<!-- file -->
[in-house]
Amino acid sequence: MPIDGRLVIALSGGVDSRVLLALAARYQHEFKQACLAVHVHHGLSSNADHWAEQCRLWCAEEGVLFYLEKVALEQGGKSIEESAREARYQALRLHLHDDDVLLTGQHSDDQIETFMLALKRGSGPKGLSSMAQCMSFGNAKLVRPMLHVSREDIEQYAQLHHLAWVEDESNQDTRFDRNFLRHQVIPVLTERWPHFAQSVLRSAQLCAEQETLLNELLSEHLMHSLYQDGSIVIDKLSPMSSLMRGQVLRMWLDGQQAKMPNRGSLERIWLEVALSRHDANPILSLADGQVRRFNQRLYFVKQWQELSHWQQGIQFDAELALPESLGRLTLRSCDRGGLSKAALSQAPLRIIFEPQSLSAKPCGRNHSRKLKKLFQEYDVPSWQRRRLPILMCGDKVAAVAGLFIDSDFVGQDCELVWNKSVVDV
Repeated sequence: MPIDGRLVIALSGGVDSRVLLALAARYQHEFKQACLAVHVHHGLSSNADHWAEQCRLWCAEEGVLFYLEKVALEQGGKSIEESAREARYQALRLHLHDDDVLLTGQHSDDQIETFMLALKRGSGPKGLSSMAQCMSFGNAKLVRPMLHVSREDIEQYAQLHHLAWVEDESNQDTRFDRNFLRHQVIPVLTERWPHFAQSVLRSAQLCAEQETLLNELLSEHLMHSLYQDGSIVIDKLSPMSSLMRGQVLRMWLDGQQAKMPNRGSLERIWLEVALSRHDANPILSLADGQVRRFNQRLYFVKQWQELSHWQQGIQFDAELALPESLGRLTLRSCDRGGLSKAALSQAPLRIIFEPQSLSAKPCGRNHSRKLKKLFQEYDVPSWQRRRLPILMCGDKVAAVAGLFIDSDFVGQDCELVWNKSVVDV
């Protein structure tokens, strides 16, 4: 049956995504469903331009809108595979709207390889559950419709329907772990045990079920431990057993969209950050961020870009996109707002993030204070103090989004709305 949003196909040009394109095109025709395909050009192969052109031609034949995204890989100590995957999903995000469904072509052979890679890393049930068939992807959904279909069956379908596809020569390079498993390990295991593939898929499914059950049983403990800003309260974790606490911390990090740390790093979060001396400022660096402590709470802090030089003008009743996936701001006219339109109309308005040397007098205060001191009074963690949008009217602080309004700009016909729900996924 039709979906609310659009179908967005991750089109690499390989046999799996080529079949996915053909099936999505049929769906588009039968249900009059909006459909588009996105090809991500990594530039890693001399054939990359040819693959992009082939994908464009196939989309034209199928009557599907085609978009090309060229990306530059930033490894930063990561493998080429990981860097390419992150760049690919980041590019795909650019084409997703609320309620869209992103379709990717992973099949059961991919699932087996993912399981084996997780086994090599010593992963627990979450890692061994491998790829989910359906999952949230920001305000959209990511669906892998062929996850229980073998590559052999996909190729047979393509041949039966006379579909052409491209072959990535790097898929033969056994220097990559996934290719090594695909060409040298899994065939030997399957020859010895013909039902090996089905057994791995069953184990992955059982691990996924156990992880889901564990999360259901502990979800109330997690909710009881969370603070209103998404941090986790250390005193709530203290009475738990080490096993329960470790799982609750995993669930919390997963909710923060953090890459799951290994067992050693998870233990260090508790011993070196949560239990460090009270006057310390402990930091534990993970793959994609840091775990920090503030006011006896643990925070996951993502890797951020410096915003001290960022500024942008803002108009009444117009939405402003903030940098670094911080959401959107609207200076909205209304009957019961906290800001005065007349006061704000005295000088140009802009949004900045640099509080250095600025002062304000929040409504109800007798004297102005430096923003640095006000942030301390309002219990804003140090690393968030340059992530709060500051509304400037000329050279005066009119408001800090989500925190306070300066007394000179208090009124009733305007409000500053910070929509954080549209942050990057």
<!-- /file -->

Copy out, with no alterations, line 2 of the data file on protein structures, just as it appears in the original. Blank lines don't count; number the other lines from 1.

Amino acid sequence: MPIDGRLVIALSGGVDSRVLLALAARYQHEFKQACLAVHVHHGLSSNADHWAEQCRLWCAEEGVLFYLEKVALEQGGKSIEESAREARYQALRLHLHDDDVLLTGQHSDDQIETFMLALKRGSGPKGLSSMAQCMSFGNAKLVRPMLHVSREDIEQYAQLHHLAWVEDESNQDTRFDRNFLRHQVIPVLTERWPHFAQSVLRSAQLCAEQETLLNELLSEHLMHSLYQDGSIVIDKLSPMSSLMRGQVLRMWLDGQQAKMPNRGSLERIWLEVALSRHDANPILSLADGQVRRFNQRLYFVKQWQELSHWQQGIQFDAELALPESLGRLTLRSCDRGGLSKAALSQAPLRIIFEPQSLSAKPCGRNHSRKLKKLFQEYDVPSWQRRRLPILMCGDKVAAVAGLFIDSDFVGQDCELVWNKSVVDV